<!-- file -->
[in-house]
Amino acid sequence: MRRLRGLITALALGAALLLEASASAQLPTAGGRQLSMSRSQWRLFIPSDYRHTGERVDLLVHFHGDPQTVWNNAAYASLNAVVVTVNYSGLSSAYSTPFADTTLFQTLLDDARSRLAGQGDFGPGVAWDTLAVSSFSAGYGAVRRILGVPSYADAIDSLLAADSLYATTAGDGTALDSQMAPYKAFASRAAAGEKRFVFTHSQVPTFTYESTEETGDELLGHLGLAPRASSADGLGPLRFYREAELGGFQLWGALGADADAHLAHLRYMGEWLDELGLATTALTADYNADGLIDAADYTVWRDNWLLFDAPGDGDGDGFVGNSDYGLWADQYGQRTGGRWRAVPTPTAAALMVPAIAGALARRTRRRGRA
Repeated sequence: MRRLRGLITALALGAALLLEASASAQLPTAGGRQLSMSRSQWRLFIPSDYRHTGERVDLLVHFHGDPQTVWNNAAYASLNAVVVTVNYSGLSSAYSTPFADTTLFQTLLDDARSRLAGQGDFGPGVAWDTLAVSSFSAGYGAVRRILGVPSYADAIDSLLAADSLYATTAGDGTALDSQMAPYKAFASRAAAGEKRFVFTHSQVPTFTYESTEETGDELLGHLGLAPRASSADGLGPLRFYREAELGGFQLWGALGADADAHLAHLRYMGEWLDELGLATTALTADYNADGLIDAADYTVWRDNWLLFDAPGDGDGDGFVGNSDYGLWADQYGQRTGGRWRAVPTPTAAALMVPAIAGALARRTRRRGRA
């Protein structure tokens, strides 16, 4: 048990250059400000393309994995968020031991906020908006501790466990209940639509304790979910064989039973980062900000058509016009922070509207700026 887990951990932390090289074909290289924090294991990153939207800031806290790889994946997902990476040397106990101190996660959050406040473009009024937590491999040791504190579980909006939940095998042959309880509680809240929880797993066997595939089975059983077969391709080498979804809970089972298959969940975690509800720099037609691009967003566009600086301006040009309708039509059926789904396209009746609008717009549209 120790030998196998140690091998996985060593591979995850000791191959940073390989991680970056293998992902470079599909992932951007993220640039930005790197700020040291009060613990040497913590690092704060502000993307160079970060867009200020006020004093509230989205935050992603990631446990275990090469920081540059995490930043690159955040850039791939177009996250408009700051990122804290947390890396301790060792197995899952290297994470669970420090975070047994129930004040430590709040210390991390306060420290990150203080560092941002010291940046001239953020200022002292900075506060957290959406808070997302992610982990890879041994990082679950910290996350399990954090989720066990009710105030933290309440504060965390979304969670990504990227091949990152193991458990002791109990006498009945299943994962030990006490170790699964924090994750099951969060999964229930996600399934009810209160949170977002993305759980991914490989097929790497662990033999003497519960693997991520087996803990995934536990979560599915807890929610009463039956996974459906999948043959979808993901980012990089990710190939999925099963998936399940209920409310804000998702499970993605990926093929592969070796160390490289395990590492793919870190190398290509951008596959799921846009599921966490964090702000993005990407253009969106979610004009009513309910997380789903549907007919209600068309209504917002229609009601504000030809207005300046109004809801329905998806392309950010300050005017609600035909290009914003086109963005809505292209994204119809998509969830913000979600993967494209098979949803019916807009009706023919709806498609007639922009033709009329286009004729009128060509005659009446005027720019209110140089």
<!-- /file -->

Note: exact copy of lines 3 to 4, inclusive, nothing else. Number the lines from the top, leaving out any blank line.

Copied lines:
Repeated sequence: MRRLRGLITALALGAALLLEASASAQLPTAGGRQLSMSRSQWRLFIPSDYRHTGERVDLLVHFHGDPQTVWNNAAYASLNAVVVTVNYSGLSSAYSTPFADTTLFQTLLDDARSRLAGQGDFGPGVAWDTLAVSSFSAGYGAVRRILGVPSYADAIDSLLAADSLYATTAGDGTALDSQMAPYKAFASRAAAGEKRFVFTHSQVPTFTYESTEETGDELLGHLGLAPRASSADGLGPLRFYREAELGGFQLWGALGADADAHLAHLRYMGEWLDELGLATTALTADYNADGLIDAADYTVWRDNWLLFDAPGDGDGDGFVGNSDYGLWADQYGQRTGGRWRAVPTPTAAALMVPAIAGALARRTRRRGRA
């Protein structure tokens, strides 16, 4: 048990250059400000393309994995968020031991906020908006501790466990209940639509304790979910064989039973980062900000058509016009922070509207700026 887990951990932390090289074909290289924090294991990153939207800031806290790889994946997902990476040397106990101190996660959050406040473009009024937590491999040791504190579980909006939940095998042959309880509680809240929880797993066997595939089975059983077969391709080498979804809970089972298959969940975690509800720099037609691009967003566009600086301006040009309708039509059926789904396209009746609008717009549209 120790030998196998140690091998996985060593591979995850000791191959940073390989991680970056293998992902470079599909992932951007993220640039930005790197700020040291009060613990040497913590690092704060502000993307160079970060867009200020006020004093509230989205935050992603990631446990275990090469920081540059995490930043690159955040850039791939177009996250408009700051990122804290947390890396301790060792197995899952290297994470669970420090975070047994129930004040430590709040210390991390306060420290990150203080560092941002010291940046001239953020200022002292900075506060957290959406808070997302992610982990890879041994990082679950910290996350399990954090989720066990009710105030933290309440504060965390979304969670990504990227091949990152193991458990002791109990006498009945299943994962030990006490170790699964924090994750099951969060999964229930996600399934009810209160949170977002993305759980991914490989097929790497662990033999003497519960693997991520087996803990995934536990979560599915807890929610009463039956996974459906999948043959979808993901980012990089990710190939999925099963998936399940209920409310804000998702499970993605990926093929592969070796160390490289395990590492793919870190190398290509951008596959799921846009599921966490964090702000993005990407253009969106979610004009009513309910997380789903549907007919209600068309209504917002229609009601504000030809207005300046109004809801329905998806392309950010300050005017609600035909290009914003086109963005809505292209994204119809998509969830913000979600993967494209098979949803019916807009009706023919709806498609007639922009033709009329286009004729009128060509005659009446005027720019209110140089």